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• Level: GCSE
• Subject: Maths
• Word count: 1063

# The Open Box Problem

Extracts from this document...

Introduction

GCSE Maths Investigation

## The Open Box Problem

An open box is made form a sheet of card. Identical squares are then cut from each corner, making a cross shape. The card is then folded to make an open-lid box.

The Yellow squares are the shapes, which are removed. The box is made by folding along the dotted lines.

AIM: The main aim of this investigation is to find the relationship between the size of the rectangle cut and the volume of the box. The size of the rectangle cut which makes the volume of the box as large as possible must be determined. Remembering that a square is also a special form of a rectangle.

As well as the general aim there are two other aims:

1. For any sized square sheet of card, investigate the size of the cut out square, which makes an open box of the largest volume.
2. For any sized rectangular sheet of card, investigate the size of the cut out square, which makes an open box of the largest volume.

AIM 1

First I will be looking at aim 1 which uses a square sheet of card.

A square is being cut from each corner.

Middle

A = 10

10cm

8cm

10cm

2cm

2cm          8cm

Y = A – 2X

The volume of the box = X x Y x Y (length x width x height)

Substitute Y with A – 2X in the equation V = X x Y x Y.

X (A – 2X) ² = V

Check:

2 (10 – 2x2) ²

2(10 – 4) ²

2 (6) ²

2 x 36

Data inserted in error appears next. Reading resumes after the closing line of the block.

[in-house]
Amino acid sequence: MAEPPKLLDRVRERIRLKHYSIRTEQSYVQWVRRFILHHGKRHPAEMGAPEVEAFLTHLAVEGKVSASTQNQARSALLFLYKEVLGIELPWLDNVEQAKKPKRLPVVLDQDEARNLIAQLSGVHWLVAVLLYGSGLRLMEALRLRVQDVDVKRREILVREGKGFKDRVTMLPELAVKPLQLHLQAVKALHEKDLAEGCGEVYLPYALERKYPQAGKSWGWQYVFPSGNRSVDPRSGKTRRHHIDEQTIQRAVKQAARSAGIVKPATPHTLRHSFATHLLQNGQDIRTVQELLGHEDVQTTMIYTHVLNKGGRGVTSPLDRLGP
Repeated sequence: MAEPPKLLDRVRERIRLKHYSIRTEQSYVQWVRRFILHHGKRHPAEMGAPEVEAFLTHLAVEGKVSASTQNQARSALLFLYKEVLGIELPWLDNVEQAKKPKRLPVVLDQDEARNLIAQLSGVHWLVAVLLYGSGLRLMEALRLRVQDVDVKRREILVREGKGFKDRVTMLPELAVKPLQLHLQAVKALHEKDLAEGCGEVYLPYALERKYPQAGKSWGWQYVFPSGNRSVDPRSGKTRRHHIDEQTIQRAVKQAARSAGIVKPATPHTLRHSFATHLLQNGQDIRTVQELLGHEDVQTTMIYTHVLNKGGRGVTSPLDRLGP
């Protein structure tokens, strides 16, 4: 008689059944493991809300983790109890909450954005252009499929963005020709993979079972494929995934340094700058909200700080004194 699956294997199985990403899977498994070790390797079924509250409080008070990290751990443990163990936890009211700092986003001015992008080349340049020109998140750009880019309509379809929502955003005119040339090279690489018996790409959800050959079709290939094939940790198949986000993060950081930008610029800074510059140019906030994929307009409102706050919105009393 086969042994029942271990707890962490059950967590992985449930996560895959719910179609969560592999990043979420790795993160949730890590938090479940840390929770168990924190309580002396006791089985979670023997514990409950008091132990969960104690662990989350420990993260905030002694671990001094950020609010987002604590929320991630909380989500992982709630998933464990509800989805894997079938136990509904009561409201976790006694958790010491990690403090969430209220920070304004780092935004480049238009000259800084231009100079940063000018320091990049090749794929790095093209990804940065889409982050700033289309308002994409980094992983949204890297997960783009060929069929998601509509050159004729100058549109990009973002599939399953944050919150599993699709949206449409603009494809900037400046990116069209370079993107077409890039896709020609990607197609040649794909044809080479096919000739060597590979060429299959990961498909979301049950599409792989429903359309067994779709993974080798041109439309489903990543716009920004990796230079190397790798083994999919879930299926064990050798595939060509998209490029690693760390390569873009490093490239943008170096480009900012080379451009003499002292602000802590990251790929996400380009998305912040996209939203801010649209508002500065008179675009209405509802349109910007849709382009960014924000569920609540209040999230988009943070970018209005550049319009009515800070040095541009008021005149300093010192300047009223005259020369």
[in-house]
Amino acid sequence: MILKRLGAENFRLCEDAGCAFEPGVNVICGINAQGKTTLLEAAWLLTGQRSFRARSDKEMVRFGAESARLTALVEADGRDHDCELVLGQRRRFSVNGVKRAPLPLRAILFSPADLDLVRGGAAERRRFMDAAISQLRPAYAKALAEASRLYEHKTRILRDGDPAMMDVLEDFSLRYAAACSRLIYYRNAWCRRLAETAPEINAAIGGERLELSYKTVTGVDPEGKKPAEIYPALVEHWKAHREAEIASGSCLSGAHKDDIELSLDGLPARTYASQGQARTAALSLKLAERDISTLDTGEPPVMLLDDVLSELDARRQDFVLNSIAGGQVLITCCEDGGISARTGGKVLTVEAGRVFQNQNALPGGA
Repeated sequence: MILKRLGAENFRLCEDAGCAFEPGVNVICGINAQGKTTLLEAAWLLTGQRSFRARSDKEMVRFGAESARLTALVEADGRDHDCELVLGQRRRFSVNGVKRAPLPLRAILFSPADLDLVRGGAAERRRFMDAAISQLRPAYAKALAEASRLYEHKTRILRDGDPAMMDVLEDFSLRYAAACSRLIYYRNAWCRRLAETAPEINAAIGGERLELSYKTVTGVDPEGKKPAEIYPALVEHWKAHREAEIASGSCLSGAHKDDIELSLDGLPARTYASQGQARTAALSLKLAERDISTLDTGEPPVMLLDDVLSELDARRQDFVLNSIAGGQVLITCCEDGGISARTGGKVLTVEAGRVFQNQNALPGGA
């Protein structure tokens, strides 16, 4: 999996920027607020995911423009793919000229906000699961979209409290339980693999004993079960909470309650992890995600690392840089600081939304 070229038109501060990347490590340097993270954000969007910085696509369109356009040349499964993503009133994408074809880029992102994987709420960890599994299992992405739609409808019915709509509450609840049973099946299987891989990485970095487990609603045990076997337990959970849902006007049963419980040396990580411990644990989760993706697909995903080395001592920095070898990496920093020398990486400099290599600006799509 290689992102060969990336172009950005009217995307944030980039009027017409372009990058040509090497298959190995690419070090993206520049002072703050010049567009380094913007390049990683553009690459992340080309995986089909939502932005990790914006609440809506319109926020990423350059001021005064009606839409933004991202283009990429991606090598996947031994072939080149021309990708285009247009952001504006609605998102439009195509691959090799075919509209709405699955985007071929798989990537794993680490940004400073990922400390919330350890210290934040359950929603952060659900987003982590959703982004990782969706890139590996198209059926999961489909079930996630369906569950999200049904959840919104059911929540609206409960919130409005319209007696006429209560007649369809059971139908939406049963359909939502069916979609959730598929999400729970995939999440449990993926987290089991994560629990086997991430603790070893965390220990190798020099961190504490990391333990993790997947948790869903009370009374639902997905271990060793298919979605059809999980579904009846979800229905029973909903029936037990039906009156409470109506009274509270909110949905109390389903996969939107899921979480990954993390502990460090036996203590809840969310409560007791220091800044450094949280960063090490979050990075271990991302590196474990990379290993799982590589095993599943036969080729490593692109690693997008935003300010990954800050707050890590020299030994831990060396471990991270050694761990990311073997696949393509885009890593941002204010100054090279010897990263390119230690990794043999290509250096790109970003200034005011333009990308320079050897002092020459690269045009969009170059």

72

I have produced a graph to show how the volume changes according to the size of the squares cut from each corner of the original. A 10cm x 10cm piece of card was used. 1.1>X>2.2 because I know from previous calculations that the maximum point lies between X = 1cm and X = 2cm

X =  Length of one side of the squares cut out

A = length of one side of the original square before the corners are cut out.

This graph shows that the volume reaches its maximum when X = 1.6

I noted down the maximum volume for each size of original card:

Conclusion

Before I differentiated I put L in terms of W so the formula is simpler and doesn’t contain too many different letters, which could be confusing.

The following example demonstrates the route to answering the aim. This process can be carried out using any size rectangle but I will be using a rectangle in which L = 2W.

Therefore X (W – 2X) (2W – 2X) will be differentiated with respect to X.

Before differentiation can occur the formula must be expanded then simplified - getting rid of the brackets.

EXPAND:

V = (WX – 2X²) (2W – 2X)

V = 2W²X – 2WX² - 4X²W + 4X³

SIMPLIFY:

2W²X – 6WX² + 4X³

DIFFRENTIATE:

dV/dX must equal 0 for the maximum volume.

dV/dX = 2W² - 12WX + 12X²

This can be simplified by dividing by 2

dV/dX = W² - 6WX + 6X²

I recognized this formula as quadratic so I used the general formula:

To find out what X equaled.

A =  6

B = - 6

C = W

In a rectangle 10cm x 20cm the size of X needed to make the maximum volume is 2.1.

The area of this rectangle is 200cm². 2.1² is cut out from each corner. 2.1² = 4.41

2.205% is cut out from each corner to make the largest possible volume of box.

This student written piece of work is one of many that can be found in our GCSE Number Stairs, Grids and Sequences section.

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